Just to be clear, I am not advocating for us to teach children to deliberately make mistakes or fail. What we need to do is to teach them to deliberate thoughtfully, and to learn from imperfection rather than to be paralyzed by it.
Class Dojo recently released a series of Growth Mindset animated videos that are great for elementary school students. Last night, Season Two’s first video was published – “Katie Discovers the Dip.” Season Two continues to teach about Growth Mindset, showing students how to use a Growth Mindset to deal with disappointments and challenges. For all of the Class Dojo Big Ideas videos as well as discussion guides, click here.
As some of you know, our school has been doing a Parent/Teacher book study on the book Mindset, by Carol Dweck. I am reading the book for the third time, and I am still finding parts that strike me differently depending on “who I am” when I read it. As a teacher, a parent, a wife, and a sometimes leader, I recognize different pieces of myself, my husband, my daughter, and other people I interact with on a regular basis.
There is so much to gain from reading this book. However, I know not all of you have the time to do this. You can get a sense of its message by looking at our Smore Book Study posters. These include links, quotes, videos, and more. You can also access more resources on my Pinterest Board.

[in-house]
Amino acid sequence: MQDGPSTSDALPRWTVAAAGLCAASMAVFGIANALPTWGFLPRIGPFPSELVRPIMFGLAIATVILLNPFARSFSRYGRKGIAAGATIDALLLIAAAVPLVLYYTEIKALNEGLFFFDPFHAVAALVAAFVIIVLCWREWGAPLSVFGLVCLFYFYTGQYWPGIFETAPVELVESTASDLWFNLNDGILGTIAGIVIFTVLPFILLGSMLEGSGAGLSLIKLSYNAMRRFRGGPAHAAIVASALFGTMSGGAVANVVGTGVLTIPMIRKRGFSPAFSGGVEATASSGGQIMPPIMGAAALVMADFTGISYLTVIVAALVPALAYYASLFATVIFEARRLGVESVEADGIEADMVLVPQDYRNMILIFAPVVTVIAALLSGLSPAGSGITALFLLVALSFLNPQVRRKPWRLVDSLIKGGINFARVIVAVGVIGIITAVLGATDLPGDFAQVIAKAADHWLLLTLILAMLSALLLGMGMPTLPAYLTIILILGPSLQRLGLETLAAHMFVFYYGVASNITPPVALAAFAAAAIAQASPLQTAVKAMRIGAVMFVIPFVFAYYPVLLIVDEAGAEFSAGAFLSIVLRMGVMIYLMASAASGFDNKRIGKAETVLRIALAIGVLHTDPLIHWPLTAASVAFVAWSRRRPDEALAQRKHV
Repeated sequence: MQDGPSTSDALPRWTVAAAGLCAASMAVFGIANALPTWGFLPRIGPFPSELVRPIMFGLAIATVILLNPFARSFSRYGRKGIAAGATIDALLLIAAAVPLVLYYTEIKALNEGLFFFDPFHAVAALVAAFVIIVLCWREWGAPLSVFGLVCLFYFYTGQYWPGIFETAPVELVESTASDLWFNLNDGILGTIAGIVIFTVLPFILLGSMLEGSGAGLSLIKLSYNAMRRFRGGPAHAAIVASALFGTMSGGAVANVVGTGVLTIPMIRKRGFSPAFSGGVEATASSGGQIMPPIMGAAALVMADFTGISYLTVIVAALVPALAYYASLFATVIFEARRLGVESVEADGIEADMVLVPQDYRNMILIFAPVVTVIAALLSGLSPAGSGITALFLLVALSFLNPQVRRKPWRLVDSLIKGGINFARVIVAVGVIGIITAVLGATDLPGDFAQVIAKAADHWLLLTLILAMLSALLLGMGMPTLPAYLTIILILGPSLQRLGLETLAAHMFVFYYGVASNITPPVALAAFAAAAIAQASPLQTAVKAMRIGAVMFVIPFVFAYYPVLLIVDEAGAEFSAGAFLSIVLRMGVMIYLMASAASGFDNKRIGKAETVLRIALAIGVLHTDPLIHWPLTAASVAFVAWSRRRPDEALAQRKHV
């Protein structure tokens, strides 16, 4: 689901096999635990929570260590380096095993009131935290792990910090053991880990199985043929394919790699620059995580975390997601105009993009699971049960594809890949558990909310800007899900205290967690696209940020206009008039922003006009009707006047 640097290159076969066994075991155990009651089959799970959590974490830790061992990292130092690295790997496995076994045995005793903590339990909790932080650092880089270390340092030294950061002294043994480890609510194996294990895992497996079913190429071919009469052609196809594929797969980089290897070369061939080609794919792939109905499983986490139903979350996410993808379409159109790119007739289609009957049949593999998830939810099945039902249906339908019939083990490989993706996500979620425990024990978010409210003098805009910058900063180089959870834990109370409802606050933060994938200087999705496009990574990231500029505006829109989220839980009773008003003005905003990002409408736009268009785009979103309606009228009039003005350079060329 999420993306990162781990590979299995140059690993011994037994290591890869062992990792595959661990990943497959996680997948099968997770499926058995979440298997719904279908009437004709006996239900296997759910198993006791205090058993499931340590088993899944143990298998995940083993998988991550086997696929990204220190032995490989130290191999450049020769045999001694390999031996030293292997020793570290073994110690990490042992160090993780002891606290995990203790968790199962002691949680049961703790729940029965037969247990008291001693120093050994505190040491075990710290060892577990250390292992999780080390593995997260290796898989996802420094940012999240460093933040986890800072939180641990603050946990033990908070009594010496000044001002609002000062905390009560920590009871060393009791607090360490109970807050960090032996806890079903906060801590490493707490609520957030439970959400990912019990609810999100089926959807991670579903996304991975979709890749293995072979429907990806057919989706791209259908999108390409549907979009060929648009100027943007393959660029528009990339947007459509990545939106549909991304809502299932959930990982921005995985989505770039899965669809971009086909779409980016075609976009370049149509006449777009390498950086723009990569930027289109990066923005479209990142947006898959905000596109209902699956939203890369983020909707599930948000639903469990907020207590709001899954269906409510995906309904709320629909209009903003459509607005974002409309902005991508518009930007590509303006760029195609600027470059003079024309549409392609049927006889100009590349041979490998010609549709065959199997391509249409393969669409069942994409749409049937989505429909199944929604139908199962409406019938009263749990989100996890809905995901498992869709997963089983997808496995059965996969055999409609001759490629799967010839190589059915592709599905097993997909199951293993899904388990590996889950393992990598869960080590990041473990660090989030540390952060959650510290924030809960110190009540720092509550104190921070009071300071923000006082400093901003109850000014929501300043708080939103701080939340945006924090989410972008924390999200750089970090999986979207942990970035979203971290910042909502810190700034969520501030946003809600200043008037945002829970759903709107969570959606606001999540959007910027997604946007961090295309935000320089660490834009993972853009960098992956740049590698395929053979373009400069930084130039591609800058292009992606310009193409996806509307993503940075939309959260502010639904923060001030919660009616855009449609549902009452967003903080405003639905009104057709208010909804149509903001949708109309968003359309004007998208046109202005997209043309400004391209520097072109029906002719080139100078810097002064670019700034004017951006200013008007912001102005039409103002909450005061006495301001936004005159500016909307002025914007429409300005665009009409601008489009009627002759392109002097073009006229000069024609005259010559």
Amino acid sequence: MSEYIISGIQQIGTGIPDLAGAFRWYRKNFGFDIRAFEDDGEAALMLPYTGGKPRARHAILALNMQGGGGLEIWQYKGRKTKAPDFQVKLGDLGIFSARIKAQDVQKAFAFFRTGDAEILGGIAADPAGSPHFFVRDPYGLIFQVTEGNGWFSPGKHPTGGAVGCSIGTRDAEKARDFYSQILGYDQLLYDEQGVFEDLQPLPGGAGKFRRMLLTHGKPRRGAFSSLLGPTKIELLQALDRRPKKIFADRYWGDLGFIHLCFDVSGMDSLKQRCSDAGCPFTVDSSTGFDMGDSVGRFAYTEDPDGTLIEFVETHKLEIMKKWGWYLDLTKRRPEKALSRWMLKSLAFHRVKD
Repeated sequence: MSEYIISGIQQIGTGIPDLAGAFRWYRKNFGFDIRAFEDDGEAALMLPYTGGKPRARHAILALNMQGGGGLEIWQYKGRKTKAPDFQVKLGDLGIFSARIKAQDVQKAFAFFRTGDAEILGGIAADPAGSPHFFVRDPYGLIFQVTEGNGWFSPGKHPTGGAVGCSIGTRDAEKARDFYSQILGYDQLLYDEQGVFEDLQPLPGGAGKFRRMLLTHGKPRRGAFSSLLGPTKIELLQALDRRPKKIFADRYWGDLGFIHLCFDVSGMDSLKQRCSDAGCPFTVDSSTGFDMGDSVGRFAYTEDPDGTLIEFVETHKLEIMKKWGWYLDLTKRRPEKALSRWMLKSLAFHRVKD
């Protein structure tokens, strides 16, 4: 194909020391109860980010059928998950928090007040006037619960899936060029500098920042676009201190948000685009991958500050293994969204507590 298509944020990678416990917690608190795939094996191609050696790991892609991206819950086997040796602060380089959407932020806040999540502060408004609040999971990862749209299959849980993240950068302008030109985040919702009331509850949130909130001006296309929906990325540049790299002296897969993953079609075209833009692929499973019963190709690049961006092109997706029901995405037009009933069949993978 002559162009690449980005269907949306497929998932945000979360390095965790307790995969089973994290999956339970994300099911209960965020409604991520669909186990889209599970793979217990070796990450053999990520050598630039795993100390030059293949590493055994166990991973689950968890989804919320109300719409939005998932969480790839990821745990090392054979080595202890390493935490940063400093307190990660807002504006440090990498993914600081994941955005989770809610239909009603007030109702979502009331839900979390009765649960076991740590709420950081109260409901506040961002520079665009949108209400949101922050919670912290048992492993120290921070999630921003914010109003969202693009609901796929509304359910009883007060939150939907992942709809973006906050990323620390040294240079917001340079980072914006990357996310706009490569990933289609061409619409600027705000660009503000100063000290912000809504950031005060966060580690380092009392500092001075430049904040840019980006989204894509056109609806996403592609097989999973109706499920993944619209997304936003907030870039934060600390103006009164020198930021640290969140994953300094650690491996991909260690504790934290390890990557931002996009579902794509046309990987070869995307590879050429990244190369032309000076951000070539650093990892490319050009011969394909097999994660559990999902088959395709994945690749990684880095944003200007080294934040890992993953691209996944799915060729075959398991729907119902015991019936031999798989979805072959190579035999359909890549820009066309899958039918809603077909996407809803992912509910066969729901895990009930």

These are the main things I have learned from the book that have impacted the way I teach and how I raise my child:
Telling children they are “smart” is ultimately detrimental as they attribute all of their successes to an innate ability instead of hard work. This results in children who are unwilling to try new things or take on challenges. Praising them isn’t wrong; we just need to word our praises carefully. Here are some suggestions.
We need to model how to react to setbacks (sometimes known as “failures”!) by taking responsibility, not giving up, and showing children how we learn from our mistakes. Most importantly, we need to not blame others when something doesn’t go our way. When we don’t reach a goal, think of it as not reaching it yet – not as having failed. Check out Dweck’s TED talk on the Power of Yet.
Instead of making a big deal about grades, we need to emphasize learning. A’s are nothing to be proud of if they require little effort to achieve. I’ve already told my daughter that I would rather she make a B in a class where she learned a lot, then an A in a class that she coasts through. This may result in less college options – but it will make her a lifelong learner who is a problem-solver.